Review: The Lost Child of Lychford by Paul Cornell

Posted by DarkChaplain at 10/25/2016
It’s December in the English village of Lychford – the first Christmas since an evil conglomerate tried to force open the borders between our world and… another.

Which means it’s Lizzie’s first Christmas as Reverend of St. Martin’s. Which means more stress, more expectation, more scrutiny by the congregation. Which means… well, business as usual, really.

Until the apparition of a small boy finds its way to Lizzie in the church. Is he a ghost? A vision? Something else? Whatever the truth, our trio of witches (they don’t approve of “coven”) are about to face their toughest battle, yet!
I've finished this one back in August but figured I should post my review closer to release. The book's out on November 1st, just barely scaping by Halloween, but if you're looking for something spooky for the season, this should be good.

The Story:
"It’s December in the English village of Lychford – the first Christmas since an evil conglomerate tried to force open the borders between our world and… another.
Which means it’s Lizzie’s first Christmas as Reverend of St. Martin’s. Which means more stress, more expectation, more scrutiny by the congregation. Which means… well, business as usual, really.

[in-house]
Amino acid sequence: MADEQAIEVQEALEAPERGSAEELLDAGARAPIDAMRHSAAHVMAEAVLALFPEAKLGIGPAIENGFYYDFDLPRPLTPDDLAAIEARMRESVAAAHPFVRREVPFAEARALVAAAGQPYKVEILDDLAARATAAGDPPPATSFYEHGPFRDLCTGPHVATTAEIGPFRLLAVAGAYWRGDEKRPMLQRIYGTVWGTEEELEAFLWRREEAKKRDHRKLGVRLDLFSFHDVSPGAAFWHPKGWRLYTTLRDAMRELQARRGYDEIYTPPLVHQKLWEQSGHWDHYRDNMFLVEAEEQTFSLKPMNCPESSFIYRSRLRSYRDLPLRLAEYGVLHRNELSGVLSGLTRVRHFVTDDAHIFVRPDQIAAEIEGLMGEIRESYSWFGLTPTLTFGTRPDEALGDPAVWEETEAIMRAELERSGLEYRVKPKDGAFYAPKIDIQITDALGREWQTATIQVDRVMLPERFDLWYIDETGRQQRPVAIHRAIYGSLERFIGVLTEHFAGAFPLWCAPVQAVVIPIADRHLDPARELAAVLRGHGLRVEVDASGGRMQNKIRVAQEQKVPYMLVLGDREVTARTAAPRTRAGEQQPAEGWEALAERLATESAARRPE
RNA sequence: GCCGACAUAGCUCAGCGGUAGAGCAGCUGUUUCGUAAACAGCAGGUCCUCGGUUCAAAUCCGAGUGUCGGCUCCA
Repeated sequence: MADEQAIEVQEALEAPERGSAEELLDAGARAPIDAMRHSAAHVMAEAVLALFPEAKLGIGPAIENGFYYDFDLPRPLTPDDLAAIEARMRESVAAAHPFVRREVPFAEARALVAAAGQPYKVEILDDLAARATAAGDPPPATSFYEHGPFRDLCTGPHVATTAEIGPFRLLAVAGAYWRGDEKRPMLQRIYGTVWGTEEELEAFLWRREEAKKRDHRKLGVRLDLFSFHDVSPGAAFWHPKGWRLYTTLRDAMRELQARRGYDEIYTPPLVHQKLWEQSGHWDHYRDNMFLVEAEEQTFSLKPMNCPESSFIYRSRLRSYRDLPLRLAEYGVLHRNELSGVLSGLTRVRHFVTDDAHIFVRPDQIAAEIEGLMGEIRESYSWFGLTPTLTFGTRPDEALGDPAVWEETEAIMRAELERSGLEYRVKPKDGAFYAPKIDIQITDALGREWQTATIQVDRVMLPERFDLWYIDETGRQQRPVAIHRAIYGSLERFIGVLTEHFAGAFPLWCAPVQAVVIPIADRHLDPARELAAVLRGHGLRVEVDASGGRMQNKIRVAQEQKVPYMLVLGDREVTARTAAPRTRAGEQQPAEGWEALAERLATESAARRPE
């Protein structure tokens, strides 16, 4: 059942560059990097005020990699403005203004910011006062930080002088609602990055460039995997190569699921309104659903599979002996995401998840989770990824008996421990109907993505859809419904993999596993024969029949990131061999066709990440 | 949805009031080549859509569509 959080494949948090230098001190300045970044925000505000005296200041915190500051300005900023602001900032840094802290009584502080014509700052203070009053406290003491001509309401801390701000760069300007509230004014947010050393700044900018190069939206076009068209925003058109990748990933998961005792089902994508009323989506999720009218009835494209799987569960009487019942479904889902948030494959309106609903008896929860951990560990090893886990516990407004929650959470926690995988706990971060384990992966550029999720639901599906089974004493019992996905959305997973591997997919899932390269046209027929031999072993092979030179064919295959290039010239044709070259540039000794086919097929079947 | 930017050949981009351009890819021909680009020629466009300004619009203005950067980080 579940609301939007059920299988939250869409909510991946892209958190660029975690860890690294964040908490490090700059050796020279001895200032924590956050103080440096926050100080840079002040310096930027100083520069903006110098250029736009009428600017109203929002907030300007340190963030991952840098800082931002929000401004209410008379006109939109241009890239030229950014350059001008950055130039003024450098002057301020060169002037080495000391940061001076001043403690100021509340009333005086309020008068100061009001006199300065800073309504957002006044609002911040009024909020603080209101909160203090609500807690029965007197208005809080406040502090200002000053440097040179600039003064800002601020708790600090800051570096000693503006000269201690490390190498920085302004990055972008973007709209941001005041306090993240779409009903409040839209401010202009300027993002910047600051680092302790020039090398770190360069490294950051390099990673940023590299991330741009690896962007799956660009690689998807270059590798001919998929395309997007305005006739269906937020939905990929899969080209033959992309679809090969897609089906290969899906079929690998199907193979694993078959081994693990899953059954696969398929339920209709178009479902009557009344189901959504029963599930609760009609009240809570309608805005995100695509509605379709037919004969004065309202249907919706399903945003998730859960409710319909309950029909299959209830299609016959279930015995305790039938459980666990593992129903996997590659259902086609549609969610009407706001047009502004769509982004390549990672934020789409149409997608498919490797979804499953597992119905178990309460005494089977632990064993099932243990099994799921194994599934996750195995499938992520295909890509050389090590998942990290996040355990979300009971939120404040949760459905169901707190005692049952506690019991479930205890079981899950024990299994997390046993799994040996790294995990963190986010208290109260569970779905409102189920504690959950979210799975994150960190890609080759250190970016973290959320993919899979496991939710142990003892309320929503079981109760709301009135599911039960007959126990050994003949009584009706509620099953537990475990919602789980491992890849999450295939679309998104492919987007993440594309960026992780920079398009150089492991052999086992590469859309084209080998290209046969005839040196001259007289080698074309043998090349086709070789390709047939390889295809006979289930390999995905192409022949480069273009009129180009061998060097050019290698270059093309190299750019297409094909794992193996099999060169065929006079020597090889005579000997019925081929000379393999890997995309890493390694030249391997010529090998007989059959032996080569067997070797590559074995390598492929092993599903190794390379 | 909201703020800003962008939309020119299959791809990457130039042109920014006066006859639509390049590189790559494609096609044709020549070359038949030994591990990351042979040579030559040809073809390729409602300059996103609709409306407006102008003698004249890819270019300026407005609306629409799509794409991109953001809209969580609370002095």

Until the apparition of a small boy finds its way to Lizzie in the church. Is he a ghost? A vision? Something else? Whatever the truth, our trio of witches (they don’t approve of “coven”) are about to face their toughest battle, yet!"

Disclaimer
I received an ARC for this book, and read the prequel, Witches of Lychford, in preparation for this one. Also, I am still disappointed by the author's use of blocklists on Twitter. Those may both be factors that influenced this review, so keep them in mind.

The Review:
The Lost Child of Lychford arrived in my mailbox a few months back, and since I had already planned on reading Witches of Lychford anyway, I figured this was worth reading and reviewing. With all the setup done in Witches, I ended up loving The Lost Child of Lychford more than I did its predecessor. Not only does it fix some of the complaints I had about the previous book, but it also turned into something genuinely creepy.

My biggest disappointment with Witches has got to be the lack of payoff for Lizzie. The new reverend of Lychford had some great early parts, but the conclusion saw her as a bystander for the most part. This novella puts her front and center, to my delight. It confronts her with her own insecurities and the pressure of the holiday season, and throws a wrench into christmas for all involved. While, of course, her friend Autumn is a vital part as well, it is Lizzie who steals the show and comes out the strongest in my eyes.